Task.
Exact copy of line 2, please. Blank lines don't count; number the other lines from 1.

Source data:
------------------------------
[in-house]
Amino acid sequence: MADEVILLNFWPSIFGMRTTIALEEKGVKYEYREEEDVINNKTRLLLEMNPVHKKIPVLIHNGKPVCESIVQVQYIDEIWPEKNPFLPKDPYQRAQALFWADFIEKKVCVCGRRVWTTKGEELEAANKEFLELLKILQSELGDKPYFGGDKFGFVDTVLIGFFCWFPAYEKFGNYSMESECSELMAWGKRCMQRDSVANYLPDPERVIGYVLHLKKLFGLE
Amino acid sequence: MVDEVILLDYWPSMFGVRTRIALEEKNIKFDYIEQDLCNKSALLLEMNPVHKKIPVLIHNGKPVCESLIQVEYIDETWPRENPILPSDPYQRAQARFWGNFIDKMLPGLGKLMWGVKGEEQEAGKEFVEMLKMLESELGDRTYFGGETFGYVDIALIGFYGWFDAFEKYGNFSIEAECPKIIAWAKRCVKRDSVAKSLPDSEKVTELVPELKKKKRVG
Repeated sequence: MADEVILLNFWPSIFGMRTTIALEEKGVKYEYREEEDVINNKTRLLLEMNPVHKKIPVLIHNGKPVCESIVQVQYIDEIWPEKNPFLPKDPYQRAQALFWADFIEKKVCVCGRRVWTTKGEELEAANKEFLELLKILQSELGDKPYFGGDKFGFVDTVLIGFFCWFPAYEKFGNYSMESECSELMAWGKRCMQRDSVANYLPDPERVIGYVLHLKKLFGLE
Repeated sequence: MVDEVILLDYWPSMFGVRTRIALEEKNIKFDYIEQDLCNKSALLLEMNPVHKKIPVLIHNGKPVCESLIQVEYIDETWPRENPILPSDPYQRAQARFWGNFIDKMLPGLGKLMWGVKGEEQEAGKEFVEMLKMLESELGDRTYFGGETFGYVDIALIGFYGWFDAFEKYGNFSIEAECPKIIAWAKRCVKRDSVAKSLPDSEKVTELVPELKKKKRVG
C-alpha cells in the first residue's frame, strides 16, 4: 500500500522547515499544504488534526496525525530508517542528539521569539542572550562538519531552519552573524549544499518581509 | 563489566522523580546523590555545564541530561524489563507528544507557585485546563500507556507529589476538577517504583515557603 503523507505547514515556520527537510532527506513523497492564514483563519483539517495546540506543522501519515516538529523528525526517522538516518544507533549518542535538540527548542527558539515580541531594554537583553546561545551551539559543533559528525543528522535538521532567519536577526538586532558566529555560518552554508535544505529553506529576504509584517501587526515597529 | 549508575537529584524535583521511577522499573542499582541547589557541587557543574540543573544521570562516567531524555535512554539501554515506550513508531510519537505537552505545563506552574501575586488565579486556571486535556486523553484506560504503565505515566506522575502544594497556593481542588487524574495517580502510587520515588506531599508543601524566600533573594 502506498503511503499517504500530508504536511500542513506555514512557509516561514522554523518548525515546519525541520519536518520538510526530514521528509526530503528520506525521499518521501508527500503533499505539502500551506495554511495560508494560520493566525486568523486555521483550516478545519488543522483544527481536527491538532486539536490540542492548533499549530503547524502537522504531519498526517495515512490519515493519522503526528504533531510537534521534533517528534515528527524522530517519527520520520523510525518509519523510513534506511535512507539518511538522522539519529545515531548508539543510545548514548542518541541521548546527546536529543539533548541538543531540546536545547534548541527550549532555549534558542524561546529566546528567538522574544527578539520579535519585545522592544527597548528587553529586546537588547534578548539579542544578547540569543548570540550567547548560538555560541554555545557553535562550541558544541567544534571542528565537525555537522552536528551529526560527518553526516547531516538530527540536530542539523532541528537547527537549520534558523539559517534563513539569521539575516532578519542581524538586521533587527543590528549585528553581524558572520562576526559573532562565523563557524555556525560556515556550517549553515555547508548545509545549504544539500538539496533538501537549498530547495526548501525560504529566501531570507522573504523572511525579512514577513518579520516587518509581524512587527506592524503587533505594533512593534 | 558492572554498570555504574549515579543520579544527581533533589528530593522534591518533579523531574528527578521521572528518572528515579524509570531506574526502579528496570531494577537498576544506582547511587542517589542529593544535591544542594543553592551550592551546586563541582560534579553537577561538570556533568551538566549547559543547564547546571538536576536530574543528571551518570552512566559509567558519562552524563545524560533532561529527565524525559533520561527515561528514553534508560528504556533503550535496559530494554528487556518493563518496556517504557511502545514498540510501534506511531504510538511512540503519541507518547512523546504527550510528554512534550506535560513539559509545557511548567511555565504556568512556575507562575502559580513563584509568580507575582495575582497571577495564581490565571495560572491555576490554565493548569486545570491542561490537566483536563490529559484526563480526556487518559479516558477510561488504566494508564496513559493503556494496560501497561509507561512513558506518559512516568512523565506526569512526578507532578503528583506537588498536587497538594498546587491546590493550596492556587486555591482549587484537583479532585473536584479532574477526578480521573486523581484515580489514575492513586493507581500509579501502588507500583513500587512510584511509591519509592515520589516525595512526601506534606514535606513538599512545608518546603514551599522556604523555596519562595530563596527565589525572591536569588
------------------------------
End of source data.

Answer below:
Amino acid sequence: MADEVILLNFWPSIFGMRTTIALEEKGVKYEYREEEDVINNKTRLLLEMNPVHKKIPVLIHNGKPVCESIVQVQYIDEIWPEKNPFLPKDPYQRAQALFWADFIEKKVCVCGRRVWTTKGEELEAANKEFLELLKILQSELGDKPYFGGDKFGFVDTVLIGFFCWFPAYEKFGNYSMESECSELMAWGKRCMQRDSVANYLPDPERVIGYVLHLKKLFGLE